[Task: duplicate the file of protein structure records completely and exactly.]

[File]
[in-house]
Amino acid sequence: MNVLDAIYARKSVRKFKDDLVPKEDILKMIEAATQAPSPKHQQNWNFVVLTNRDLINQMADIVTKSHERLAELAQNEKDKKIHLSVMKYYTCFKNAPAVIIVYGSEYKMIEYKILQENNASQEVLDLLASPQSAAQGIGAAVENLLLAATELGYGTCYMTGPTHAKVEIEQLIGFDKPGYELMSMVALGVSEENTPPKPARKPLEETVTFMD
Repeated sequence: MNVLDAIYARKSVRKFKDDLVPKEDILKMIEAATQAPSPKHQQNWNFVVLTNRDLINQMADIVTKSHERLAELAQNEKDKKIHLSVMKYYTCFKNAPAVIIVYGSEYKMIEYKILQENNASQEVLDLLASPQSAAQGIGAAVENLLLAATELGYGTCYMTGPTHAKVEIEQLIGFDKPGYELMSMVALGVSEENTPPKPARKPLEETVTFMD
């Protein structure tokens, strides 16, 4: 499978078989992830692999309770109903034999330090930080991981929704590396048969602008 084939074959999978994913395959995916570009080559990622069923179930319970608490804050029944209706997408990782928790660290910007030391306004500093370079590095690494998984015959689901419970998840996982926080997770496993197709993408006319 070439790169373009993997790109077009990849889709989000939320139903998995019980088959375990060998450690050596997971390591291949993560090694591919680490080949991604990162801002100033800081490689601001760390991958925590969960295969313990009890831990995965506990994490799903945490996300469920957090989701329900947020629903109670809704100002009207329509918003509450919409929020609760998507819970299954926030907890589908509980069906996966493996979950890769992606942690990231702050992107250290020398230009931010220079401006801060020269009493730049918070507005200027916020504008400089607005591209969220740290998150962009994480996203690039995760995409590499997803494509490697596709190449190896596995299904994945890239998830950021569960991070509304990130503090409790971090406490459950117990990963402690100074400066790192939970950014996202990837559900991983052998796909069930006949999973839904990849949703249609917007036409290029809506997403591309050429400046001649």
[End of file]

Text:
[in-house]
Amino acid sequence: MNVLDAIYARKSVRKFKDDLVPKEDILKMIEAATQAPSPKHQQNWNFVVLTNRDLINQMADIVTKSHERLAELAQNEKDKKIHLSVMKYYTCFKNAPAVIIVYGSEYKMIEYKILQENNASQEVLDLLASPQSAAQGIGAAVENLLLAATELGYGTCYMTGPTHAKVEIEQLIGFDKPGYELMSMVALGVSEENTPPKPARKPLEETVTFMD
Repeated sequence: MNVLDAIYARKSVRKFKDDLVPKEDILKMIEAATQAPSPKHQQNWNFVVLTNRDLINQMADIVTKSHERLAELAQNEKDKKIHLSVMKYYTCFKNAPAVIIVYGSEYKMIEYKILQENNASQEVLDLLASPQSAAQGIGAAVENLLLAATELGYGTCYMTGPTHAKVEIEQLIGFDKPGYELMSMVALGVSEENTPPKPARKPLEETVTFMD
């Protein structure tokens, strides 16, 4: 499978078989992830692999309770109903034999330090930080991981929704590396048969602008 084939074959999978994913395959995916570009080559990622069923179930319970608490804050029944209706997408990782928790660290910007030391306004500093370079590095690494998984015959689901419970998840996982926080997770496993197709993408006319 070439790169373009993997790109077009990849889709989000939320139903998995019980088959375990060998450690050596997971390591291949993560090694591919680490080949991604990162801002100033800081490689601001760390991958925590969960295969313990009890831990995965506990994490799903945490996300469920957090989701329900947020629903109670809704100002009207329509918003509450919409929020609760998507819970299954926030907890589908509980069906996966493996979950890769992606942690990231702050992107250290020398230009931010220079401006801060020269009493730049918070507005200027916020504008400089607005591209969220740290998150962009994480996203690039995760995409590499997803494509490697596709190449190896596995299904994945890239998830950021569960991070509304990130503090409790971090406490459950117990990963402690100074400066790192939970950014996202990837559900991983052998796909069930006949999973839904990849949703249609917007036409290029809506997403591309050429400046001649």